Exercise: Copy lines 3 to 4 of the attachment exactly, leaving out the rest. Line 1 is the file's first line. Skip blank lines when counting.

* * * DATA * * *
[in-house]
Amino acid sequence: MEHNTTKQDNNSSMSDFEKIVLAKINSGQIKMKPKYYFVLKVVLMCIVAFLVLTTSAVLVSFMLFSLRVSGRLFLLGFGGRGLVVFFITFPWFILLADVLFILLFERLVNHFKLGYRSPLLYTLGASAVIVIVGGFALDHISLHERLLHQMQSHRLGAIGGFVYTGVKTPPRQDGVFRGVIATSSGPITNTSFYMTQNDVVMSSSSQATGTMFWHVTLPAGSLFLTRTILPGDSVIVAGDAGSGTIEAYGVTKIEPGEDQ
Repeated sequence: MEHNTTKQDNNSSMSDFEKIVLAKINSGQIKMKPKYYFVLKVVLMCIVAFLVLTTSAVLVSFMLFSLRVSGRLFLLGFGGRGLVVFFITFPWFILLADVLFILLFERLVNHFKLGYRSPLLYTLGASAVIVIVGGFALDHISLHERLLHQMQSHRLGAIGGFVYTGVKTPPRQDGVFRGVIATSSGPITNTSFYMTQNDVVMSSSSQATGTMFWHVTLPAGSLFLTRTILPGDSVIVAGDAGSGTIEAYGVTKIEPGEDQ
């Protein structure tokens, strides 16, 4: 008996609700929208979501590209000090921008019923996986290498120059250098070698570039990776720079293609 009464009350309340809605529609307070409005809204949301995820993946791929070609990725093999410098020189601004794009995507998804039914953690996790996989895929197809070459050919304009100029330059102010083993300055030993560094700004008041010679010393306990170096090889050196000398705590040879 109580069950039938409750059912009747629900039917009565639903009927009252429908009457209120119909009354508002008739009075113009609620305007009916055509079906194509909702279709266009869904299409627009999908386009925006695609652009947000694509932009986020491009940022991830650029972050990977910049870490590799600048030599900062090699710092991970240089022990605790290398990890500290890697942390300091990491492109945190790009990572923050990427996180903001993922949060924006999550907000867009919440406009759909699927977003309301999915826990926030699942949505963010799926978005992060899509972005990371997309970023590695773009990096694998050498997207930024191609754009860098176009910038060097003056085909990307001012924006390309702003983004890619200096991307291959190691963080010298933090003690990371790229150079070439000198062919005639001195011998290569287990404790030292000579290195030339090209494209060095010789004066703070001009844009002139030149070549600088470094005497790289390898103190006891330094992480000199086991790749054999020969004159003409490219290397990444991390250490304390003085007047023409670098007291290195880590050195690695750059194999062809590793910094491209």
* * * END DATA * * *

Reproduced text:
Repeated sequence: MEHNTTKQDNNSSMSDFEKIVLAKINSGQIKMKPKYYFVLKVVLMCIVAFLVLTTSAVLVSFMLFSLRVSGRLFLLGFGGRGLVVFFITFPWFILLADVLFILLFERLVNHFKLGYRSPLLYTLGASAVIVIVGGFALDHISLHERLLHQMQSHRLGAIGGFVYTGVKTPPRQDGVFRGVIATSSGPITNTSFYMTQNDVVMSSSSQATGTMFWHVTLPAGSLFLTRTILPGDSVIVAGDAGSGTIEAYGVTKIEPGEDQ
């Protein structure tokens, strides 16, 4: 008996609700929208979501590209000090921008019923996986290498120059250098070698570039990776720079293609 009464009350309340809605529609307070409005809204949301995820993946791929070609990725093999410098020189601004794009995507998804039914953690996790996989895929197809070459050919304009100029330059102010083993300055030993560094700004008041010679010393306990170096090889050196000398705590040879 109580069950039938409750059912009747629900039917009565639903009927009252429908009457209120119909009354508002008739009075113009609620305007009916055509079906194509909702279709266009869904299409627009999908386009925006695609652009947000694509932009986020491009940022991830650029972050990977910049870490590799600048030599900062090699710092991970240089022990605790290398990890500290890697942390300091990491492109945190790009990572923050990427996180903001993922949060924006999550907000867009919440406009759909699927977003309301999915826990926030699942949505963010799926978005992060899509972005990371997309970023590695773009990096694998050498997207930024191609754009860098176009910038060097003056085909990307001012924006390309702003983004890619200096991307291959190691963080010298933090003690990371790229150079070439000198062919005639001195011998290569287990404790030292000579290195030339090209494209060095010789004066703070001009844009002139030149070549600088470094005497790289390898103190006891330094992480000199086991790749054999020969004159003409490219290397990444991390250490304390003085007047023409670098007291290195880590050195690695750059194999062809590793910094491209």